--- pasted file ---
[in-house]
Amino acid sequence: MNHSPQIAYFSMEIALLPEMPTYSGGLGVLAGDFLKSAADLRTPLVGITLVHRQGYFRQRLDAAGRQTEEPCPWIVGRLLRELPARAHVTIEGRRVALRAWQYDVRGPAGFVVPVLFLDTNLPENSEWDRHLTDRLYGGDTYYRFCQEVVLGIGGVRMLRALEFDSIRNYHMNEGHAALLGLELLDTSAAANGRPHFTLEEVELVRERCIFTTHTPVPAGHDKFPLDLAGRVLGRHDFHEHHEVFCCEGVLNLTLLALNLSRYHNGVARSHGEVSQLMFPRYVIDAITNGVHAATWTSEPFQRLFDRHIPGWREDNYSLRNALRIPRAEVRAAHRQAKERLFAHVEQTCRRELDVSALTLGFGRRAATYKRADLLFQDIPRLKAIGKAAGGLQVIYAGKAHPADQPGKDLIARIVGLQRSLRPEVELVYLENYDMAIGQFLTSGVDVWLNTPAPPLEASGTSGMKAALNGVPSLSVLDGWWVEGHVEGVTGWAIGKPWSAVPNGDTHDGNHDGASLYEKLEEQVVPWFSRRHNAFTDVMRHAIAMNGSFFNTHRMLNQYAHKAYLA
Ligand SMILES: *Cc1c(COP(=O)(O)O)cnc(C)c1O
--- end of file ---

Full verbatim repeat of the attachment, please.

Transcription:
[in-house]
Amino acid sequence: MNHSPQIAYFSMEIALLPEMPTYSGGLGVLAGDFLKSAADLRTPLVGITLVHRQGYFRQRLDAAGRQTEEPCPWIVGRLLRELPARAHVTIEGRRVALRAWQYDVRGPAGFVVPVLFLDTNLPENSEWDRHLTDRLYGGDTYYRFCQEVVLGIGGVRMLRALEFDSIRNYHMNEGHAALLGLELLDTSAAANGRPHFTLEEVELVRERCIFTTHTPVPAGHDKFPLDLAGRVLGRHDFHEHHEVFCCEGVLNLTLLALNLSRYHNGVARSHGEVSQLMFPRYVIDAITNGVHAATWTSEPFQRLFDRHIPGWREDNYSLRNALRIPRAEVRAAHRQAKERLFAHVEQTCRRELDVSALTLGFGRRAATYKRADLLFQDIPRLKAIGKAAGGLQVIYAGKAHPADQPGKDLIARIVGLQRSLRPEVELVYLENYDMAIGQFLTSGVDVWLNTPAPPLEASGTSGMKAALNGVPSLSVLDGWWVEGHVEGVTGWAIGKPWSAVPNGDTHDGNHDGASLYEKLEEQVVPWFSRRHNAFTDVMRHAIAMNGSFFNTHRMLNQYAHKAYLA
Ligand SMILES: *Cc1c(COP(=O)(O)O)cnc(C)c1O